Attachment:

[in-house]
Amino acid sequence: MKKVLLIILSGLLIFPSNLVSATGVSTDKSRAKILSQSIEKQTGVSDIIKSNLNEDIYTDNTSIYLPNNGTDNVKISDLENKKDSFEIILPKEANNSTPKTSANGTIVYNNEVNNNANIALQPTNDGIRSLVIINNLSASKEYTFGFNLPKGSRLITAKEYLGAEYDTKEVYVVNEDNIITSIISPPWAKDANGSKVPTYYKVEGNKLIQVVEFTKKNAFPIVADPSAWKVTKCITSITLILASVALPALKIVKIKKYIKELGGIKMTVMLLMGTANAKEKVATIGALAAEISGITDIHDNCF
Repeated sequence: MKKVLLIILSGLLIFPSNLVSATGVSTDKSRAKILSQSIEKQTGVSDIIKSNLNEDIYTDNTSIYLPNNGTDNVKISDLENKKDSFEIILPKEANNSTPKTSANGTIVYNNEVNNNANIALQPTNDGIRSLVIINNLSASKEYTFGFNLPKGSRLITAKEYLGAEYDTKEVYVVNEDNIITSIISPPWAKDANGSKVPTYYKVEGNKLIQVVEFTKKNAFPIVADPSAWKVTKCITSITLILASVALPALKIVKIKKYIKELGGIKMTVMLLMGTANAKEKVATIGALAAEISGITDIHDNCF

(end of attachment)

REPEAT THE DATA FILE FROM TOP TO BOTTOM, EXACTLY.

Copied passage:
[in-house]
Amino acid sequence: MKKVLLIILSGLLIFPSNLVSATGVSTDKSRAKILSQSIEKQTGVSDIIKSNLNEDIYTDNTSIYLPNNGTDNVKISDLENKKDSFEIILPKEANNSTPKTSANGTIVYNNEVNNNANIALQPTNDGIRSLVIINNLSASKEYTFGFNLPKGSRLITAKEYLGAEYDTKEVYVVNEDNIITSIISPPWAKDANGSKVPTYYKVEGNKLIQVVEFTKKNAFPIVADPSAWKVTKCITSITLILASVALPALKIVKIKKYIKELGGIKMTVMLLMGTANAKEKVATIGALAAEISGITDIHDNCF
Repeated sequence: MKKVLLIILSGLLIFPSNLVSATGVSTDKSRAKILSQSIEKQTGVSDIIKSNLNEDIYTDNTSIYLPNNGTDNVKISDLENKKDSFEIILPKEANNSTPKTSANGTIVYNNEVNNNANIALQPTNDGIRSLVIINNLSASKEYTFGFNLPKGSRLITAKEYLGAEYDTKEVYVVNEDNIITSIISPPWAKDANGSKVPTYYKVEGNKLIQVVEFTKKNAFPIVADPSAWKVTKCITSITLILASVALPALKIVKIKKYIKELGGIKMTVMLLMGTANAKEKVATIGALAAEISGITDIHDNCF